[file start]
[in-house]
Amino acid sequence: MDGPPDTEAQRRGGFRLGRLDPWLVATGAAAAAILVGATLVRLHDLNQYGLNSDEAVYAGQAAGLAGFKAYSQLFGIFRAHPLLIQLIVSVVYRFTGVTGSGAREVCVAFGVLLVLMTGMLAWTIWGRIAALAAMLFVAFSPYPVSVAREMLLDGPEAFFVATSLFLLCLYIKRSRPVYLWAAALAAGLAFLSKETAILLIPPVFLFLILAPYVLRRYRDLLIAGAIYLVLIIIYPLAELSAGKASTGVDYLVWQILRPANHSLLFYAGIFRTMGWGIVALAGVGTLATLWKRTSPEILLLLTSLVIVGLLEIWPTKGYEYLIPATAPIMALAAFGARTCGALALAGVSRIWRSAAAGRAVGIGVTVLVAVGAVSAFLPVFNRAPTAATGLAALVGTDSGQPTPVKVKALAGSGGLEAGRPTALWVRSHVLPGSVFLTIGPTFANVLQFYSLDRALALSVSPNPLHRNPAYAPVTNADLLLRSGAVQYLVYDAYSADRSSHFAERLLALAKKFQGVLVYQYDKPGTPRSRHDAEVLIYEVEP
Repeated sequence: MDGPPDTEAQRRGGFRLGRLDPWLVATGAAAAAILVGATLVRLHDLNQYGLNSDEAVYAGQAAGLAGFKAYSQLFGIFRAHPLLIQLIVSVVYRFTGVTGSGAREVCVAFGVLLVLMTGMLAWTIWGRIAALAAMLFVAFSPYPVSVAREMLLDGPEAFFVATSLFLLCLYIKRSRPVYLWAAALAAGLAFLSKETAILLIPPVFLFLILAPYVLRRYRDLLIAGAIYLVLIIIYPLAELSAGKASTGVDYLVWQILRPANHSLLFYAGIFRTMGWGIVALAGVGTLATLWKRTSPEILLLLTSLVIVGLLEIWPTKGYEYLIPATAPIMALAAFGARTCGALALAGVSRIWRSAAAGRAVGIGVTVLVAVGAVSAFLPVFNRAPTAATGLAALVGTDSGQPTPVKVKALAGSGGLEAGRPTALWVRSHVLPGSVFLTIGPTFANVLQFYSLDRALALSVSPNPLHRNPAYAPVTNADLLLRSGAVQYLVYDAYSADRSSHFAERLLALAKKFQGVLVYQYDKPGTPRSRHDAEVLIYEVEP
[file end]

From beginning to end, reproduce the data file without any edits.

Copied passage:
[in-house]
Amino acid sequence: MDGPPDTEAQRRGGFRLGRLDPWLVATGAAAAAILVGATLVRLHDLNQYGLNSDEAVYAGQAAGLAGFKAYSQLFGIFRAHPLLIQLIVSVVYRFTGVTGSGAREVCVAFGVLLVLMTGMLAWTIWGRIAALAAMLFVAFSPYPVSVAREMLLDGPEAFFVATSLFLLCLYIKRSRPVYLWAAALAAGLAFLSKETAILLIPPVFLFLILAPYVLRRYRDLLIAGAIYLVLIIIYPLAELSAGKASTGVDYLVWQILRPANHSLLFYAGIFRTMGWGIVALAGVGTLATLWKRTSPEILLLLTSLVIVGLLEIWPTKGYEYLIPATAPIMALAAFGARTCGALALAGVSRIWRSAAAGRAVGIGVTVLVAVGAVSAFLPVFNRAPTAATGLAALVGTDSGQPTPVKVKALAGSGGLEAGRPTALWVRSHVLPGSVFLTIGPTFANVLQFYSLDRALALSVSPNPLHRNPAYAPVTNADLLLRSGAVQYLVYDAYSADRSSHFAERLLALAKKFQGVLVYQYDKPGTPRSRHDAEVLIYEVEP
Repeated sequence: MDGPPDTEAQRRGGFRLGRLDPWLVATGAAAAAILVGATLVRLHDLNQYGLNSDEAVYAGQAAGLAGFKAYSQLFGIFRAHPLLIQLIVSVVYRFTGVTGSGAREVCVAFGVLLVLMTGMLAWTIWGRIAALAAMLFVAFSPYPVSVAREMLLDGPEAFFVATSLFLLCLYIKRSRPVYLWAAALAAGLAFLSKETAILLIPPVFLFLILAPYVLRRYRDLLIAGAIYLVLIIIYPLAELSAGKASTGVDYLVWQILRPANHSLLFYAGIFRTMGWGIVALAGVGTLATLWKRTSPEILLLLTSLVIVGLLEIWPTKGYEYLIPATAPIMALAAFGARTCGALALAGVSRIWRSAAAGRAVGIGVTVLVAVGAVSAFLPVFNRAPTAATGLAALVGTDSGQPTPVKVKALAGSGGLEAGRPTALWVRSHVLPGSVFLTIGPTFANVLQFYSLDRALALSVSPNPLHRNPAYAPVTNADLLLRSGAVQYLVYDAYSADRSSHFAERLLALAKKFQGVLVYQYDKPGTPRSRHDAEVLIYEVEP